Ruth Robertson, age 39, head of "house"
Twenty other "lodgers" listed, and one 8-year old listed as a boarder

I also find Ms. Donna E. Watts in the Washington death index. She died 25 July 1975 in Des Moines, Washington, at the age of 87.
In 1920, I find her as a roomer in Cascade County, Montana.
In the SSDI, she is listed with birth date 19 January 1888 and death July 1975 with last residence in Seattle, King, Washington.
That's about it on Ms. Donna Watts.

This was a fun exercise and gave me a chance to use my research skills. It seems like good practice for someone like me, who would like to be a "professional genealogist" one day, maybe sooner than later.

Wednesday, April 4, 2012

1940 Census: Take 1

As many (or all) of you know, the 1940 Census was released Monday April 2 on Monday was a busy day for me with a fussy baby and other things going on, so I found the site but didn't have time to search. As busy as the site was, that's probably okay.
So Tuesday afternoon (yesterday) I had some time and I found some family! Yippee! With no index, it takes some time to look through the images and the images take time to load. I found it easiest to download each page, look at it, then go to the next and download it. I'm not sure that these are true "downloads" as I don't see the 20+ files I went through in the download folder on my computer.
I tried my mom's side of the family first: I went to the 1930 census and found which enumeration district (ED) my grandma and grandpa were listed in. I went to the ED for my grandpa in Jefferson County, Nebraska and didn't find them. I did find my great-uncle, great-aunt and distant cousins in Jefferson County, Nebraska. No surprise to me at not finding my grandparents as they probably moved in 1940 since they were married in March 1940. So still need to do some digging on that side, or wait for an index.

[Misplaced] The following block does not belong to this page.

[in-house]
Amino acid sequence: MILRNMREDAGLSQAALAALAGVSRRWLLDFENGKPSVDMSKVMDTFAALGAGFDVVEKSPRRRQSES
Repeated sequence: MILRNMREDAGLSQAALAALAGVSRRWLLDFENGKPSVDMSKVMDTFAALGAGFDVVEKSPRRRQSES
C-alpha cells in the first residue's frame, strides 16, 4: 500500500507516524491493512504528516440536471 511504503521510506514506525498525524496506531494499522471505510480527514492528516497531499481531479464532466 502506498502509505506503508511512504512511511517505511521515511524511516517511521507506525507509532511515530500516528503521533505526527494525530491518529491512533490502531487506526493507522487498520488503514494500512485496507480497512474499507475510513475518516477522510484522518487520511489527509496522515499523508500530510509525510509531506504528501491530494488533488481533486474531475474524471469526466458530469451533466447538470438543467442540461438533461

Next I tried my dad's side: I thought his side might be easier because my grandparents on his side got married in March 1935. So I went to the 1930 census and found in which ED my grandparents were. Then I went to that ED in Cheyenne County, Nebraska to look for them. SCORE! On image (page) 1 (ONE!!) of this ED I find my great-grandparents and my great-aunt.
Hurray! I was so excited. I didn't capture a screen shot of that one but I should probably go back and do that.
I started scrolling to look for my grandparents and I find them with my uncle on page (image) 3!

There they are: Alfred and Mable Jorgensen in Cheyenne County, Nebraska! My uncle was lucky enough to be on one of the "token" lines so I'm sure Grandma (or Grandpa) had to answer more questions about him. But those questions about a child are not so interesting.

Can't wait for the index for Nebraska (and a few other states like Illinois for my husband's family). But till then in my free time, I will continue to research and browse. Feel free to share your stories and experiences with the 1940 census. We are all learning as we start from square one!